Phuong Dan is a suave kind of person. He moves and speaks slowly, infusing elegance and calmness to both his gestures and his words. Behind the decks you can see him always with half a smile that echoes in his eyes, swinging smoothly, and rarely without a glass of red wine. His name is definitely familiar. Throughout the years, he has established himself as one of the most adventurous and pragmatic DJs around, and has played in widely respected dance music venues as Salon des Amateurs and De School, as well as at high-rated festivals like Dekmantel, Positive Education or Berlin Atonal.
Dan’s sets are a hypnotizing mixed bag of rhythms and influences. He plays what resonates with him, expressing different moods by jumping back and forth between musical fields with some sort of sacrilegious attitude: leaving no boundary untouched. That is something the crowd is, knowingly or not, never alien to, for emotion can be sonically shared and there’s always an unspoken exchange between DJ and audience. For Dan, that’s one of the most important things. ‘As a collector and a DJ you inevitably have a specific taste in music and a certain way to present it and express yourself, but your audience is essential and meaningful. You need to communicate, it’s a kind of dialogue. I want them to enjoy themselves, to take them by the hand at certain moments, and in the end you might be taken somewhere by the dancers. Being empathetic is the ideal. Within the frame of reference you have you should try to make the best for everyone.’
Dan’s approach to music – and beyond – is always underlined by a fundamental statement: above everything, you should enjoy what you are doing, and the rest will come along. For him, DJing came as a natural process, born from a true interest for music. Back in the day, he was a B-boy moved by his curious nature towards investigating the samples of the songs he was dancing to and thus collecting records. With no plan or higher intention, his passion slowly took over and made him one of the most respected artists in the cluster of so-called ‘selectors’: DJs that don’t stick to a defined genre throughout their entire performances, but travel through a wide repertory that doesn’t follow restrictions. Alongside Vladimir Ivkovic, Lovefingers, Toulouse Low Trax, Lena Willikens or Alexis Le-Tan, the tempo is not respected, and the character of songs can be playfully altered to fit a certain moment, place and emotion.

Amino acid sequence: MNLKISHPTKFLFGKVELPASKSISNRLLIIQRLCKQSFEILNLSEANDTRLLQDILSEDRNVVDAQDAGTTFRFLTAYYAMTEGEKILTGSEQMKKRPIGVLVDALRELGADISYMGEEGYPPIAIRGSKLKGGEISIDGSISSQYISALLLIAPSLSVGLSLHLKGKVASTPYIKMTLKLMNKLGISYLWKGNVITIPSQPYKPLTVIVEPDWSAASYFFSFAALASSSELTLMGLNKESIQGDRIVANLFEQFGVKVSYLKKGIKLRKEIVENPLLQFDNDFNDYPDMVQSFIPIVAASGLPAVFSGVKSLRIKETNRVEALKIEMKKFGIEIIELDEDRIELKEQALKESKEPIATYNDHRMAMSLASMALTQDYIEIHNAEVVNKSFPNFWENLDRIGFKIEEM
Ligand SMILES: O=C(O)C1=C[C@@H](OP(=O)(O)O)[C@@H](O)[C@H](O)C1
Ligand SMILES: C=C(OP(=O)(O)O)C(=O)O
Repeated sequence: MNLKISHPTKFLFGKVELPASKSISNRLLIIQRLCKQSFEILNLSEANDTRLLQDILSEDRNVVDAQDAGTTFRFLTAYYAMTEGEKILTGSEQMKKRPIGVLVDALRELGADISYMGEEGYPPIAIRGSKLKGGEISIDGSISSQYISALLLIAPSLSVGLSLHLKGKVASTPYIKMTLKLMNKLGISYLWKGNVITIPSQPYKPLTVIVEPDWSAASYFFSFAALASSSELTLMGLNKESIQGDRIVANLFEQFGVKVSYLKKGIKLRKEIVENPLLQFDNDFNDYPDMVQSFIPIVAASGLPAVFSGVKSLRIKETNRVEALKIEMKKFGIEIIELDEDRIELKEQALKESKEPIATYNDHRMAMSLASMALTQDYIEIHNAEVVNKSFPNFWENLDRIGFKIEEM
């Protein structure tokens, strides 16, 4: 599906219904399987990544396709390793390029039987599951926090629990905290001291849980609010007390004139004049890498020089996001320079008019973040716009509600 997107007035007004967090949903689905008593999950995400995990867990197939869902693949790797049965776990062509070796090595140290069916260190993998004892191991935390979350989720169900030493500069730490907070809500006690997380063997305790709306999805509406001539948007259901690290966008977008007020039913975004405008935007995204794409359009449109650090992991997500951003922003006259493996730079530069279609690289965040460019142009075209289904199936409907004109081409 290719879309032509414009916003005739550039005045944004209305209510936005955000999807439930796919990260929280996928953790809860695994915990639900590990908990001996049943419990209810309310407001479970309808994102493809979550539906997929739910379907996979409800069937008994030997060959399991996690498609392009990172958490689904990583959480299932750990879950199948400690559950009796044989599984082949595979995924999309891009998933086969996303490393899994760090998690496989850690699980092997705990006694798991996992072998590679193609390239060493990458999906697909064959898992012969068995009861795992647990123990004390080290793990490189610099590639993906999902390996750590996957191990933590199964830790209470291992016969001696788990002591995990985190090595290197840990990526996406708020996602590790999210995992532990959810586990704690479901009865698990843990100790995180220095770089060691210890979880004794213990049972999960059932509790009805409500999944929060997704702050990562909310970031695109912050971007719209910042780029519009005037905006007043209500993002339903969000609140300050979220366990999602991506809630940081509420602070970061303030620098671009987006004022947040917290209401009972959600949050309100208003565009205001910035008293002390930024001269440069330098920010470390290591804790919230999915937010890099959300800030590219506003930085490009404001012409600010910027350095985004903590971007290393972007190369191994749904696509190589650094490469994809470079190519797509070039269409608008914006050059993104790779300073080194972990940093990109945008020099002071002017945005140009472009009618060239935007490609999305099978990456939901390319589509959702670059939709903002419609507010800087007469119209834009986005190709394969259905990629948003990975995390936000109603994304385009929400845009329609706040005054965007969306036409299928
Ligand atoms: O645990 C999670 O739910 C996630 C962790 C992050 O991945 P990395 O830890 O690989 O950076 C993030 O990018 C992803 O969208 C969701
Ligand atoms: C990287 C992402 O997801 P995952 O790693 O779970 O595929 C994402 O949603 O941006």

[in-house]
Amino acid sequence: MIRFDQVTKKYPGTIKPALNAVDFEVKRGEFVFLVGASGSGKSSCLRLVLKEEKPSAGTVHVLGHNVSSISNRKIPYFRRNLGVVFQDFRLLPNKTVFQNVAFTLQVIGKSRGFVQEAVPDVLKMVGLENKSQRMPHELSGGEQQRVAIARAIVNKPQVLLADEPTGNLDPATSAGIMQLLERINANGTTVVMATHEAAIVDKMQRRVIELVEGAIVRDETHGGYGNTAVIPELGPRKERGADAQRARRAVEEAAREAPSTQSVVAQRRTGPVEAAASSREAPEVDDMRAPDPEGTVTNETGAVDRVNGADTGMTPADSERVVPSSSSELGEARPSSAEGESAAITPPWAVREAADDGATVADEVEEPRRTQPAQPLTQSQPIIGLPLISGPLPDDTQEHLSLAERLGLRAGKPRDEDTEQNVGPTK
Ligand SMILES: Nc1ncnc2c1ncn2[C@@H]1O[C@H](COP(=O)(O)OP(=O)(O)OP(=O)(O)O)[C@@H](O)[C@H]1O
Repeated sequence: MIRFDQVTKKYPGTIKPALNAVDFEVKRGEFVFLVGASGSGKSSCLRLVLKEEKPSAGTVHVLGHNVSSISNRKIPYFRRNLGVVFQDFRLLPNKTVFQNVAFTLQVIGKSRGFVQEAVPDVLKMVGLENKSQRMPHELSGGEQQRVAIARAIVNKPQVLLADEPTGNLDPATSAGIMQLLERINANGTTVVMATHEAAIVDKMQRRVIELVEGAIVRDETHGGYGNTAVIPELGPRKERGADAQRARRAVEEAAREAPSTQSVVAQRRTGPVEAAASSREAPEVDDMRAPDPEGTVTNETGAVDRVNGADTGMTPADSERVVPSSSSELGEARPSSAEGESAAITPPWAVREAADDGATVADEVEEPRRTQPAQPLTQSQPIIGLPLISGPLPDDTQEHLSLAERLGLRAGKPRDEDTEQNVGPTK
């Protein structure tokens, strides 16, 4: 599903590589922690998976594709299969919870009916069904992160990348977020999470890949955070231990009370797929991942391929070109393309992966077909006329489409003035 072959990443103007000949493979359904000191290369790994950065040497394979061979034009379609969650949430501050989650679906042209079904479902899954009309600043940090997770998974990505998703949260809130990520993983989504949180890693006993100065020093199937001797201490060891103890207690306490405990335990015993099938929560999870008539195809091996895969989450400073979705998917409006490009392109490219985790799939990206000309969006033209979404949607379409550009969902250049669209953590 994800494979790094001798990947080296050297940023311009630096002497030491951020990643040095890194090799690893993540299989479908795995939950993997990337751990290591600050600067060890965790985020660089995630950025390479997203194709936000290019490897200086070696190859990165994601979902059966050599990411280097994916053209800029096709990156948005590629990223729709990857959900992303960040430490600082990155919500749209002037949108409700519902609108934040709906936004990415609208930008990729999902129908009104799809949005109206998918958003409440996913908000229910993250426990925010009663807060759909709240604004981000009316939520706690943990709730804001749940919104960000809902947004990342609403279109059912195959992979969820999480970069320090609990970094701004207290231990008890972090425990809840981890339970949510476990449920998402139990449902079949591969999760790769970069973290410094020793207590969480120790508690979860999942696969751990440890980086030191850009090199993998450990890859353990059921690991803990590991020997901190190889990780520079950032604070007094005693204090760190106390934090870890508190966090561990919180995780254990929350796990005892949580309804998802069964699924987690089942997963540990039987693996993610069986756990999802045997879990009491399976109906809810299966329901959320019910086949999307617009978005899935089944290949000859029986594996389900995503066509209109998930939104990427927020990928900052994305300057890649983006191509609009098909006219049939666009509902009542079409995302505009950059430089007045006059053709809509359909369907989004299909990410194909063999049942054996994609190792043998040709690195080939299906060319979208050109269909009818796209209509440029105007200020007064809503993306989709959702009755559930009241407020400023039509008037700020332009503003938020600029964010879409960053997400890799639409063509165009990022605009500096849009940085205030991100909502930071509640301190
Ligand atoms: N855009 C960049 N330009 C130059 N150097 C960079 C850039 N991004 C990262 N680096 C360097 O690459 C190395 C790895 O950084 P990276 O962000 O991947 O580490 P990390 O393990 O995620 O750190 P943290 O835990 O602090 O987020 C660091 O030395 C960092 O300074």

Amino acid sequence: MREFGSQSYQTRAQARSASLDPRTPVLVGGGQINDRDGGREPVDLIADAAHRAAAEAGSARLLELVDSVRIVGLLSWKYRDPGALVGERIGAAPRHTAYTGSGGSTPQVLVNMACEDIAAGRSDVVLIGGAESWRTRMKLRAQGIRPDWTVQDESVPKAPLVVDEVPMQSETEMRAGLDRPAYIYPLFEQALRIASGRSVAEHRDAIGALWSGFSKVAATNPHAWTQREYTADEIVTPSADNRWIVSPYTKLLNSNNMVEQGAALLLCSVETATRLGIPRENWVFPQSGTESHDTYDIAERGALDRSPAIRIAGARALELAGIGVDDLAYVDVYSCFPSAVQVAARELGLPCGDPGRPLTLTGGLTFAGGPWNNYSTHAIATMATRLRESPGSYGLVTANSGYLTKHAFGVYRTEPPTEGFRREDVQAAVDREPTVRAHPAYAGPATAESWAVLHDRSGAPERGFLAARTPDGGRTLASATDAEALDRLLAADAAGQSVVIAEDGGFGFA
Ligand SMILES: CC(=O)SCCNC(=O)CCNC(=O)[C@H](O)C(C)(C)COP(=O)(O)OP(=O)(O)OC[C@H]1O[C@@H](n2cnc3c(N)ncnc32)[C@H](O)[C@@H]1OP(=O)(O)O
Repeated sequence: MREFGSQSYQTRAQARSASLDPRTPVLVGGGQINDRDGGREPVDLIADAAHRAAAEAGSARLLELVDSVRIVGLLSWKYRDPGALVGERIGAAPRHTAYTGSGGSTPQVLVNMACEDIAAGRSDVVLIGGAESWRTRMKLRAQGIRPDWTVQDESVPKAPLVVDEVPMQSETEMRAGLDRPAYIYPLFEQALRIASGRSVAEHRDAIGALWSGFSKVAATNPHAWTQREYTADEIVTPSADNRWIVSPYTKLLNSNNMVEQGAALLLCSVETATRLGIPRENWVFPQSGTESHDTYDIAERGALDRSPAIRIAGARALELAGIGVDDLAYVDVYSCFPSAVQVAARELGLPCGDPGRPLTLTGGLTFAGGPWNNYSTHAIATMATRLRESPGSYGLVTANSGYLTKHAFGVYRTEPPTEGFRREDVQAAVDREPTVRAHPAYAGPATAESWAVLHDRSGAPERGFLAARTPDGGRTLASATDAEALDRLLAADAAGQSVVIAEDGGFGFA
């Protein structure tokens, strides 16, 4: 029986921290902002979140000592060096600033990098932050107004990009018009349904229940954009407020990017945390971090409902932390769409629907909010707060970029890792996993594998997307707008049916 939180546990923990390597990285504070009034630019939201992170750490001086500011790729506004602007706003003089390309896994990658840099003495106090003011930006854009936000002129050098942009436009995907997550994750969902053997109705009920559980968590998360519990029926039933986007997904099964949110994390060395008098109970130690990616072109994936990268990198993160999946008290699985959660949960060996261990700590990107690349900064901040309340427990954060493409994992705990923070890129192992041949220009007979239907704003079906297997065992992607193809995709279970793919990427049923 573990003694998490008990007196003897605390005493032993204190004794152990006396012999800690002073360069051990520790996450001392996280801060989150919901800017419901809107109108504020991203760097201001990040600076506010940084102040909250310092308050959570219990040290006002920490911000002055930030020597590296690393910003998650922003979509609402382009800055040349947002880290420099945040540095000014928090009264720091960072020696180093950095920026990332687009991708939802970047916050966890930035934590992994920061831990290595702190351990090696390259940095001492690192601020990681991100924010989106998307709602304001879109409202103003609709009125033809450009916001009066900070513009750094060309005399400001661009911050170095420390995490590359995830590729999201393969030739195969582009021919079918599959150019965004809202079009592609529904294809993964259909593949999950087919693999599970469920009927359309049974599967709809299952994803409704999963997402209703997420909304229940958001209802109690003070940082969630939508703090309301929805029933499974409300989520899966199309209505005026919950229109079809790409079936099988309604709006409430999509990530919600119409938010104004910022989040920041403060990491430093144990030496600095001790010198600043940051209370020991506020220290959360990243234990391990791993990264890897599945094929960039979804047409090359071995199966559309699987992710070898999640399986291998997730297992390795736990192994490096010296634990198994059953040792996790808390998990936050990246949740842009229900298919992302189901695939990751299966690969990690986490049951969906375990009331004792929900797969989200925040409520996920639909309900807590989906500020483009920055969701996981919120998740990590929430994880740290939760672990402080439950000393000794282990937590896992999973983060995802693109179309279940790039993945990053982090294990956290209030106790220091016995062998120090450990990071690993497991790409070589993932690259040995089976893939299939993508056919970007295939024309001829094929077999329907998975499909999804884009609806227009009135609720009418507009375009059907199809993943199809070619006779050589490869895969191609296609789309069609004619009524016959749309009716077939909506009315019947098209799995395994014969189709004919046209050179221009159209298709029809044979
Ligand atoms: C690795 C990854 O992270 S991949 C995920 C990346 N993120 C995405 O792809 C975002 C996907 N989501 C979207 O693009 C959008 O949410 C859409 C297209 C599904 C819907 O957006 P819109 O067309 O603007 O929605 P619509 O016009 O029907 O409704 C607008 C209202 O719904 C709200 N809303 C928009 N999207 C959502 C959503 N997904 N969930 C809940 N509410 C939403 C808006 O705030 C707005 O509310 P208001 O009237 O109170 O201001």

About the recent wave of recognition these wave of artists have received, Dan says he feels more than grateful: ‘We’ve been doing it for so long – other friends and colleagues way longer than myself. Back then, it was a really intimate scene – we were setting up private parties to make things like that happen. It’s amazing to see how it’s getting bigger and we’re reaching a wider audience. Now we can tour and have the chance to share what we love to another extent.’ The intimacy and personal connection of those living rooms is something Dan brings with him everywhere he goes.
‘We’ve been doing it for so long – other friends and colleagues way longer than myself.’
Based in Hamburg, he’s been hosting his idiosyncratic nights for almost two decades at one of the city’s most magical music institutions: the Golden Pudel Club. The Pudel is a little haven for all sorts of people, a welcoming hub buzzing with energy that stems from very different directions.’The programming is unpredictable, diverse and playful, so it reflects the particular open-mindedness behind it, and that is transmitted to the people that come’. Having such a space as his homebase, Dan saw his freestyle approach to DJing reinforced and supported. ‘[The Pudel] hasn’t changed much since I started when I was young. Even though the club underwent a renovation after a fire, its staff changed, it saw a new young generation of artists and promoters, its musical focus changed, and last but not least my own personal phases of musical interests evolved throughout time, and yet the entire spirit of the club is quite similar to what it was for me ever since. You really feel like doing what you want to do.’